New year’s resolutions

Is Getting Out of Debt One of Your New Year’s Resolutions?

Guest post by John Adamson CPA, CMA, a Licensed Insolvency Trustee in Ontario. John has over 25 years of experience helping individuals, small businesses, their owners and even lenders, find solutions to their debt problems.

Are you sick and tired of receiving calls from creditors threatening to take legal action against you? Are they saying they can garnish your income if you don’t pay them back? And are you worried that, if they do, you have no idea how you’ll be able to put food on the table?

If so, it’s likely that debt repayment is on your list of New Year’s resolutions.

But how do you make this resolution last more than a few weeks before you give up?

Here are 7 tips to help you make debt repayment a reality in 2022.

1. Acknowledge that debt repayment is a long-term commitment.

Unless you come into a windfall of money through the lotto, you probably won’t be able to pay off your debt in an instant. Instead, you’ll need to chip away at it over a period of time. That said, the effort is worth it. The rewards you reap from debt repayment will benefit every area of your life.

2. Reevaluate your mindset around money.

We live in a society that gears us toward consumption. Every single ad you see on television or in stores makes you believe that by buying x item, you will find contentment and satisfaction. The truth is, it never does, and we end up wanting only more.

Stuff and things do not bring us authentic happiness. Yes, we need food and shelter to live well. But do we really need the latest model smartphone? How about designer clothing? Is a purchase a must just because it’s on sale? Ask yourself before you buy whether you need the item or if it’s an impulse purchase you can do without.

3. Start thinking long-term about your financial life.

Many of us live moment to moment. We can’t give up an opportunity to buy or do something that costs money. We instead put it on credit when we really can’t afford it.

Take a moment to visualize what life would be like without mounting debt. You would eliminate a great source of stress that pervades every area of your life, including your interpersonal relationships. Understanding why you want to cut your debt may help motivate you to pay it off.

4. Take realistic stock of your financial situation.

You won’t be able to make any improvements to your financial life unless you look at the debt you’re really living with. Understand what you owe, the interest you’re being charged, and how long it will take to pay off your debts. Our online debt repayment calculator can help you do that.

5. Make sure your New Year’s resolutions aren’t win-or-lose.

Try to stay away from a win/lose type of resolution. A win/lose goal would look something like this: I’m going to pay back my $20,000 high-interest credit card balance by March 2022. When you have a win/lose goal, you make it more likely that you’ll give up when you don’t achieve it. This will prevent you from moving forward and toward your goal in the future.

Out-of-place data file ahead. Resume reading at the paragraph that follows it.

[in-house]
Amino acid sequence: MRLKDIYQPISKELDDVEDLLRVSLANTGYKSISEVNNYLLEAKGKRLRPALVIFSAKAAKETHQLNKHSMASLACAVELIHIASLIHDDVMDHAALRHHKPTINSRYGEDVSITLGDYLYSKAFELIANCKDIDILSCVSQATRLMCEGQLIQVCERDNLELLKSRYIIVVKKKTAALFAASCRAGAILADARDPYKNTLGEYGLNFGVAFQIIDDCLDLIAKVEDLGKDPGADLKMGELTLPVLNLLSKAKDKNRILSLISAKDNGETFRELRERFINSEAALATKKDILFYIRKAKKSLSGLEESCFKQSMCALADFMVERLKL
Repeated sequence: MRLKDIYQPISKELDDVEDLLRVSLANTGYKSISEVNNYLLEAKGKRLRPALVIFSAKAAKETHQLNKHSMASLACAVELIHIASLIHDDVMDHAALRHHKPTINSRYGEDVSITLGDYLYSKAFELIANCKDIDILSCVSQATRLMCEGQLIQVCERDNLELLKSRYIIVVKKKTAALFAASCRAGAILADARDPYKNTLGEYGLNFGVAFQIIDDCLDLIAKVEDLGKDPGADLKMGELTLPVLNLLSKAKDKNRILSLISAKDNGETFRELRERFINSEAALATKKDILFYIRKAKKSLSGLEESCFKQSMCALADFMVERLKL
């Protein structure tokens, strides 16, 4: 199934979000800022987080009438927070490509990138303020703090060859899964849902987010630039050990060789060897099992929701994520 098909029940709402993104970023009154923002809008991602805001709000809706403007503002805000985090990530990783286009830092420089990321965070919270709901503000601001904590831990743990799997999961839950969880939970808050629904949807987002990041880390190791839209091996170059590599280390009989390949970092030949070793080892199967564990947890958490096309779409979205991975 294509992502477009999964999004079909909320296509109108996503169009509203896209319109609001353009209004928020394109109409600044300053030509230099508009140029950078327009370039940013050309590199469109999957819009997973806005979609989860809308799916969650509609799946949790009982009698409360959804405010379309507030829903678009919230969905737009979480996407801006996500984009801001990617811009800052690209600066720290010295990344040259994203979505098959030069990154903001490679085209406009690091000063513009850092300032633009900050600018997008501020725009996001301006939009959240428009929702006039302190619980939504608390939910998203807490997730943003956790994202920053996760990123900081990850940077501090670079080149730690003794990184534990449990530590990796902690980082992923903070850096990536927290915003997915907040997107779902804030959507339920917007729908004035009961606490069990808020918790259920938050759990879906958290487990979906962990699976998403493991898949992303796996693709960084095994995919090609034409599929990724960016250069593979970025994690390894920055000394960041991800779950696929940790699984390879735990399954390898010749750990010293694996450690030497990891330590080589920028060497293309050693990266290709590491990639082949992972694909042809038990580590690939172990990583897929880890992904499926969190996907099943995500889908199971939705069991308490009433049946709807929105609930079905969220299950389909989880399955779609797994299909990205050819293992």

6. Implement small changes that will help you achieve debt repayment.

If we leave our decisions up to willpower, we’re less likely to achieve our goal when an impulse hits. Imagine that your goal is to stop eating sweets. Well, if you have candy in the house, you leave it up to your willpower to not eat it. That’s incredibly hard to resist when an impulse for sweets hits you. It would be far better to not have the sweets in the house in the first place.

Rather than leaving success up to willpower, try to focus on small things you can implement easily that will push you toward your goal. This makes your goal easier to achieve. Here are some tips that have helped my clients who want to cut their debt down…

  • Leave all credit cards at home/bring only cash when shopping.
  • Lower credit card limits.
  • Create a bank account designated for debt repayment.
  • Set up an automatic transfer of a portion of your salary to go toward debt repayment.

7. Seek out the help of a Licensed Insolvency Trustee.

A Licensed Insolvency Trustee (LIT) is arguably the best financial advisor in Canada. They are federally licensed and regulated, and can offer you assistance with every debt relief option available – from simple budgeting all the way to Consumer Proposal and Bankruptcy.

After your free initial consultation with an LIT, you will walk away with:

  • A realistic view of your financial situation.
  • A workable, balanced budget.
  • A list of different debt-reduction options available to you.
  • A way out of debt that meets your objectives (e.g., you don’t want to lose all your assets, like your home and car).
  • A way to stop creditors from calling.
  • Advice on how you can rebuild your credit.

Contact Us – Get Help With Your New Year’s Resolutions

Our seasoned experts can assist you with the full range of debt relief options available, from simple budgeting all the way to Bankruptcy. Your debts aren’t going away on their own. It’s time to take a stand and resolve them. Doing so now, will help to protect your family later. Contact us today for a free, no-obligation consultation.

Derek L. Chase, CPA, CA, LIT

Being able to offer debt help assistance to individuals and corporations on a more intimate basis was a driving force in completing a “second CPA” by becoming licensed by the Federal Government as a Licensed Insolvency Trustee (previously Trustee in Bankruptcy) in 1997. It is extremely satisfying to be able to witness lives change for the positive due to a restructuring of financial affairs.



We remain open for business and are fully operational. Offices are open for appointments only, however we are available to serve you remotely. Please contact us to discuss your options during this challenging time.
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